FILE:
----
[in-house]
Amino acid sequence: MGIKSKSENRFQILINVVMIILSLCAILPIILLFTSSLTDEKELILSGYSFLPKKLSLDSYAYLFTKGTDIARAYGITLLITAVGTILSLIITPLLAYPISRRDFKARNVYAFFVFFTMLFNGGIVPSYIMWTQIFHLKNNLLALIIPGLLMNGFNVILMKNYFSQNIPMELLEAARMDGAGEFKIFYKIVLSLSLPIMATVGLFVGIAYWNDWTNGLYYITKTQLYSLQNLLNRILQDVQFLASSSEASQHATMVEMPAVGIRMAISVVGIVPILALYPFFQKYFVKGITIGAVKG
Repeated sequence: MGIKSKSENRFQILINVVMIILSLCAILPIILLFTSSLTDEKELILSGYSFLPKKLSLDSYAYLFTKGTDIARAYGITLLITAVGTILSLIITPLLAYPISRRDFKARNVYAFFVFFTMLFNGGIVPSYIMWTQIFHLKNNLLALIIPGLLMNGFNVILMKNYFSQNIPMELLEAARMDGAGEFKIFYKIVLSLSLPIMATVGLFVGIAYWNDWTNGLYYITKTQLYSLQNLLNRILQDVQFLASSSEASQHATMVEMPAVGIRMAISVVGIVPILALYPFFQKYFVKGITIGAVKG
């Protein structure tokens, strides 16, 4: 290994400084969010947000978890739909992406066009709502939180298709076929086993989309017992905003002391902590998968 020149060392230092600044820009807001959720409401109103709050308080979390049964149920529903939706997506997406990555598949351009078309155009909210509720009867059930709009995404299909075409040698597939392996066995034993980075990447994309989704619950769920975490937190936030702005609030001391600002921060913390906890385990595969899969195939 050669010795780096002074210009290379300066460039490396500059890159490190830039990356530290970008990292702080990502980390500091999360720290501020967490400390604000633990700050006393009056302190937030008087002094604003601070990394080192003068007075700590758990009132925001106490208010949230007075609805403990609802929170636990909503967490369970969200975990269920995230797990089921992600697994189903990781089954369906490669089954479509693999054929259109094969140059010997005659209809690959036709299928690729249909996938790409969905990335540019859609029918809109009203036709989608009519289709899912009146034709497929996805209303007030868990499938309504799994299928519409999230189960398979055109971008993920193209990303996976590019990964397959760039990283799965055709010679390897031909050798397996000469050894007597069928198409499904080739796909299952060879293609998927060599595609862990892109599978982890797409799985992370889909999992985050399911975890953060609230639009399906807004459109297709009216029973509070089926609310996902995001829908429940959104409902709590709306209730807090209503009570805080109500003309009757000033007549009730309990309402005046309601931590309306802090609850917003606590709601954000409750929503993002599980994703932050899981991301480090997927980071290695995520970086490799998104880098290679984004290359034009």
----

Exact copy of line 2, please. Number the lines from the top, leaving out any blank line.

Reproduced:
Amino acid sequence: MGIKSKSENRFQILINVVMIILSLCAILPIILLFTSSLTDEKELILSGYSFLPKKLSLDSYAYLFTKGTDIARAYGITLLITAVGTILSLIITPLLAYPISRRDFKARNVYAFFVFFTMLFNGGIVPSYIMWTQIFHLKNNLLALIIPGLLMNGFNVILMKNYFSQNIPMELLEAARMDGAGEFKIFYKIVLSLSLPIMATVGLFVGIAYWNDWTNGLYYITKTQLYSLQNLLNRILQDVQFLASSSEASQHATMVEMPAVGIRMAISVVGIVPILALYPFFQKYFVKGITIGAVKG